Wednesday, April 11, 2007

Two federal cases allege religious discrimination at NIH

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Chris Rossi⁄The Gazette
Rabbi Reeve Brenner, in his Rockville home, was fired from the National Institutes of Health’s Clinical Center Spiritual Ministry Department, where he worked as a Jewish chaplain.
Two former chaplains at the National Institutes of Health are alleging religious discrimination in the agency’s Spiritual Ministry Department.

Both chaplains were fired for what they claim was retaliation after testifying in another chaplain’s discrimination case. One chaplain’s testimony indicates complaints were brought to NIH administration in 2005, while the chaplain was employed by NIH.

Edar Rogler, a Greek Orthodox professional lay chaplain from Annapolis, filed a federal complaint last month. Rabbi Reeve Brenner of Rockville has appealed his firing to the Merit Systems Protection Board — an independent agency that protects federal employees’ rights — and is seeking reappointment. Brenner’s attorneys said a decision will probably be made by summer.

The NIH and the administrators involved declined to comment, citing ongoing litigation.

Rogler’s suit cites ‘‘anti-Semitic” remarks by the Rev. Owen Ray Fitzgerald, who headed the chaplain’s office when Rogler and two other chaplains were fired. According to the suit, Rogler heard Fitzgerald refer to the rabbi as ‘‘that Jew,” ‘‘the butthead Jew” and ‘‘the crass Jew.”

In July 2004, the Rev. Henry Heffernan, a Roman Catholic priest who lives in Washington, was fired after 10 years in the chaplain’s office. Two federal panels — including the Merit Systems Protection Board — decided earlier this year that Heffernan had been discriminated against and ordered NIH to reinstate him. Heffernan returned to work four weeks ago. Although Fitzgerald, a Methodist minister, remains a full-time employee at NIH, he no longer heads the Spiritual Ministry Department.

‘‘It’s been a pleasant process of renewing the friendships and cooperation that were there before,” Heffernan told The Gazette. ‘‘There are more patients to be seen than I am able to see. That was the fundamental issue before, and it still hasn’t been resolved.”

Chaplains in the Magnuson Clinical Center’s nondenominational spiritual ministry office visit patients and family members during the week and lead services in the center’s chapel. The office’s approach to ministry allows imams and rabbis to provide spiritual services to Roman Catholics or Protestants and vice versa.

Fitzgerald, the former chief chaplain, fired Heffernan and later fired Brenner.

Ten to 12 chaplains have been ‘‘fired, dismissed or forced out in some way” since Brenner began working at NIH in 1999, he said in an earlier interview with The Gazette.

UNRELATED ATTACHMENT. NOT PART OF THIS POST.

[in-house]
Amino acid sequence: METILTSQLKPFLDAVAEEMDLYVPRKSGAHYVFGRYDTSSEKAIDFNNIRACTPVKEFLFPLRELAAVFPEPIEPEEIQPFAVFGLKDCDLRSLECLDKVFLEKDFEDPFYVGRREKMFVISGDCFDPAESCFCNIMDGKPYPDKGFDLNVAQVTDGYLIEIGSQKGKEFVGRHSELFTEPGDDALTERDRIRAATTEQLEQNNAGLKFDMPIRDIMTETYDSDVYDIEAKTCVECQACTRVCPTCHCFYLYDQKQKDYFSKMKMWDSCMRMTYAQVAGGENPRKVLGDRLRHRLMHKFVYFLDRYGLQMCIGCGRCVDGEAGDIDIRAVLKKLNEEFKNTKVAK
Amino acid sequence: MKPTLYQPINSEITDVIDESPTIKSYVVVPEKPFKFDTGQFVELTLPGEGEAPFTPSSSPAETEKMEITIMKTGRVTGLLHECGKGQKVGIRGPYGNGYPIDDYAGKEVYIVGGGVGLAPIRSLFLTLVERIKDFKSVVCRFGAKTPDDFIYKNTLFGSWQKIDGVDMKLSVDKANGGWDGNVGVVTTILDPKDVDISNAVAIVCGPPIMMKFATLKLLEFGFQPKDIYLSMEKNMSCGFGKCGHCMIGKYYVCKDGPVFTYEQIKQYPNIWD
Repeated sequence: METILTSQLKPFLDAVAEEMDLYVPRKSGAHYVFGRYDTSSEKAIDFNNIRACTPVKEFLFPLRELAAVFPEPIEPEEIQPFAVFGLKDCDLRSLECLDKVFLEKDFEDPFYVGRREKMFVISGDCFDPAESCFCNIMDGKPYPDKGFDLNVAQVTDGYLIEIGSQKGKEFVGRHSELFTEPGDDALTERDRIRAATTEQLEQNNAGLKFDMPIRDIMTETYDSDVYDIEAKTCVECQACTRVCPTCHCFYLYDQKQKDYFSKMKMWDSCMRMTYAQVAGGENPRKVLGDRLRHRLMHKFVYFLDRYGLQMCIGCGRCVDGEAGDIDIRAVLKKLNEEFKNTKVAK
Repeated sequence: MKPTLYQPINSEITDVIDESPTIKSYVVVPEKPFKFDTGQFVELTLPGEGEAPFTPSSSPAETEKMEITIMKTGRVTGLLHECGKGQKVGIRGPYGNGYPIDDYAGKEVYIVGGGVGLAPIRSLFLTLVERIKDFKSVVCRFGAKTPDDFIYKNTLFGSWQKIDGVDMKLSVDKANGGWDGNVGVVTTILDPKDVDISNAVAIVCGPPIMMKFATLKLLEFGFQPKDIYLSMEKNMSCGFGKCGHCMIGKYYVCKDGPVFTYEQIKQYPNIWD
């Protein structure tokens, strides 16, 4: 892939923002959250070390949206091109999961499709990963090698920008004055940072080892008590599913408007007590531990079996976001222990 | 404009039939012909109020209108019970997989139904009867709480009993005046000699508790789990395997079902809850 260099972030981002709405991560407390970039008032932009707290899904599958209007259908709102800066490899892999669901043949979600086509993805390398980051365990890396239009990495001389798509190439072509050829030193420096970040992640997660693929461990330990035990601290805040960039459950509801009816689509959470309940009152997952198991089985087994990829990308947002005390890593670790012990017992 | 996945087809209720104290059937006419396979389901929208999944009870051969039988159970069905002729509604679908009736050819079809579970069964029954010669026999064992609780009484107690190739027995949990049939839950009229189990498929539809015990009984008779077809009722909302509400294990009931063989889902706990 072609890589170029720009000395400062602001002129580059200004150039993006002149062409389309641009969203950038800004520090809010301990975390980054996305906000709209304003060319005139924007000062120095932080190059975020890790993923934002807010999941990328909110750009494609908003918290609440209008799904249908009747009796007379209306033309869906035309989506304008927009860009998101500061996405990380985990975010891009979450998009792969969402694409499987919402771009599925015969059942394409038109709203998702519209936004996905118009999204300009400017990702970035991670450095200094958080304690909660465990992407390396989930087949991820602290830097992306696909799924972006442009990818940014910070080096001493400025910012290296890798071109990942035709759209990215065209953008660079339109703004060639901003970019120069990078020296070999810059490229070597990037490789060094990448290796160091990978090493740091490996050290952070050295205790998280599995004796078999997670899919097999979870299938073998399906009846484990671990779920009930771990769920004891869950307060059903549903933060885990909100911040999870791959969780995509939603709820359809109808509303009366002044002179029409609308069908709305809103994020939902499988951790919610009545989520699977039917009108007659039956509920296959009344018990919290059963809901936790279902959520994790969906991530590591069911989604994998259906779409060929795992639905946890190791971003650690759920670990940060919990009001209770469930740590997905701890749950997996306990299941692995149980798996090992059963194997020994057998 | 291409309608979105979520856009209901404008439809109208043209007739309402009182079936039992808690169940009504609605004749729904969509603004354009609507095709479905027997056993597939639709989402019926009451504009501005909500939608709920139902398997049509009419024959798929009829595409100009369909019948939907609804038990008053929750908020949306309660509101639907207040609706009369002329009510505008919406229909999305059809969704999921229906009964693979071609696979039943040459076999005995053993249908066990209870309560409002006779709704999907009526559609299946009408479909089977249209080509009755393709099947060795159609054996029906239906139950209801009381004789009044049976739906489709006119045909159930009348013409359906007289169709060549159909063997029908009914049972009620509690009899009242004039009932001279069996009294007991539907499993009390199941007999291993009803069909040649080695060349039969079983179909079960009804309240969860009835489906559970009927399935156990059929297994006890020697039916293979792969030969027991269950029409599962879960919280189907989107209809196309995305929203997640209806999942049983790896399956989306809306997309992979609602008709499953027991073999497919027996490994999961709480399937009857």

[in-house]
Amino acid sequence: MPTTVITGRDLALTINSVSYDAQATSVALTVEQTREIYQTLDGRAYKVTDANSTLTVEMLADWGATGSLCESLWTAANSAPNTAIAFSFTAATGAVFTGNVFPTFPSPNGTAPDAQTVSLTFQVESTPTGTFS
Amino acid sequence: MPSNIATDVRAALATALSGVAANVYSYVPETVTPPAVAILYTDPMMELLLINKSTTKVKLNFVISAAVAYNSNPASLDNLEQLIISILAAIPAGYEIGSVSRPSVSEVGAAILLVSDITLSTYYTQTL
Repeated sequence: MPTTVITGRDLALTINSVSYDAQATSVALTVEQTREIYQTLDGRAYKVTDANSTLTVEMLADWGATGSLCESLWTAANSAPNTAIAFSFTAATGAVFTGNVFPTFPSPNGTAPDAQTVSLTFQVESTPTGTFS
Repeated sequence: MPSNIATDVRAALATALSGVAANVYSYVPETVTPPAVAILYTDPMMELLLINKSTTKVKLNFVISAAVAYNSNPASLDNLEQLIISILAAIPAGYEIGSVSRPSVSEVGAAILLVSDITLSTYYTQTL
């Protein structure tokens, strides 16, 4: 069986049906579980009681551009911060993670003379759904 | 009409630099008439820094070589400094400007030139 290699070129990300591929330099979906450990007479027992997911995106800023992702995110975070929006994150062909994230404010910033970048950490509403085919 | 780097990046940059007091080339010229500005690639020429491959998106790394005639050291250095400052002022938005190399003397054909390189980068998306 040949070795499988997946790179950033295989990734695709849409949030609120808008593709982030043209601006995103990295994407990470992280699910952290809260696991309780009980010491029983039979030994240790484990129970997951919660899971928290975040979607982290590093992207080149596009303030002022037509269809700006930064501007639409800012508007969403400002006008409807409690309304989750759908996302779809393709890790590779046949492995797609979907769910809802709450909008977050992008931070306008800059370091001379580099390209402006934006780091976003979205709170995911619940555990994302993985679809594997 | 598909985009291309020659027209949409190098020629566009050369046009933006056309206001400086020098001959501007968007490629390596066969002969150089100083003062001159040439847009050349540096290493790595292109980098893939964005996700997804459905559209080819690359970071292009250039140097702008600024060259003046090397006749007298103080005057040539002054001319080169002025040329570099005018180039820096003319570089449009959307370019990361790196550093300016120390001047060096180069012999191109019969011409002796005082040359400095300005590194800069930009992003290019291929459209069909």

Brenner said he was fired because he had testified for Heffernan. ‘‘I was told to testify that I had no recollection ... in that matter,” Brenner said. ‘‘When in fact I had plenty of recollection.”

The rabbi said he was fired in February based on incorrect claims that he was not visiting his patients on a scheduled workday, the Sabbath of repentance between Rosh Hashana and Yom Kippur.

Rogler, the Greek Orthodox chaplain who was hired after the Catholic priest was fired, said there was hostility against Brenner and against Heffernan after he was fired.

Rogler was unacquainted with Heffernan when she testified in his case.

Fitzgerald told Rogler he had a degree in psychology and tried to manipulate Heffernan, according to the EEOC decision and Rogler’s hearing testimony. Fitzgerald told her that, as the head of the department, he ‘‘stands in the shoes of God.” Fitzgerald joked about Roman Catholic priests being pedophiles and said he ‘‘would never hire another Roman Catholic priest again,” according to Rogler’s testimony.

According to the EEOC decision, Fitzgerald did not dispute Rogler’s testimony.

Rogler’s statements to the EEOC suggested that NIH administrators knew of her concerns about how the chaplain’s office was being run.

According to Rogler’s EEOC testimony, Rogler told Fitzgerald in November 2005 that she felt ‘‘like I had entered a religious war zone and that staff seem to be angry and resentful about Fitzgerald’s treatment of chaplains.”

The next month, Rogler said, she met with Walter Jones, the clinical center’s deputy director for management and diversity, to discuss her concerns. She said the meeting was sparked by an e-mail she had sent to an administrator saying ‘‘that the department’s a mess.”

But when Rogler arrived at Jones’s office, she was fired.

‘‘[Jones] said that NIH is a big family and they’ve all known each other for years, and that he is not going to take the time to sort through all this confusion, and that he can terminate my contract for the convenience of the government,” Rogler told the EEOC. ‘‘But I could get a good reference and two weeks pay if I let bygones be bygones and never tell anybody anything about what I heard or saw at NIH.”

According to Rogler, she was fired the day that Fitzgerald learned she would testify at the EEOC hearings.

Rogler is seeking compensation and punitive damages of more than $5 million. Brenner is asking for his job back.

‘‘What was going on at NIH was a pretend multi-faith chaplaincy,” Brenner said.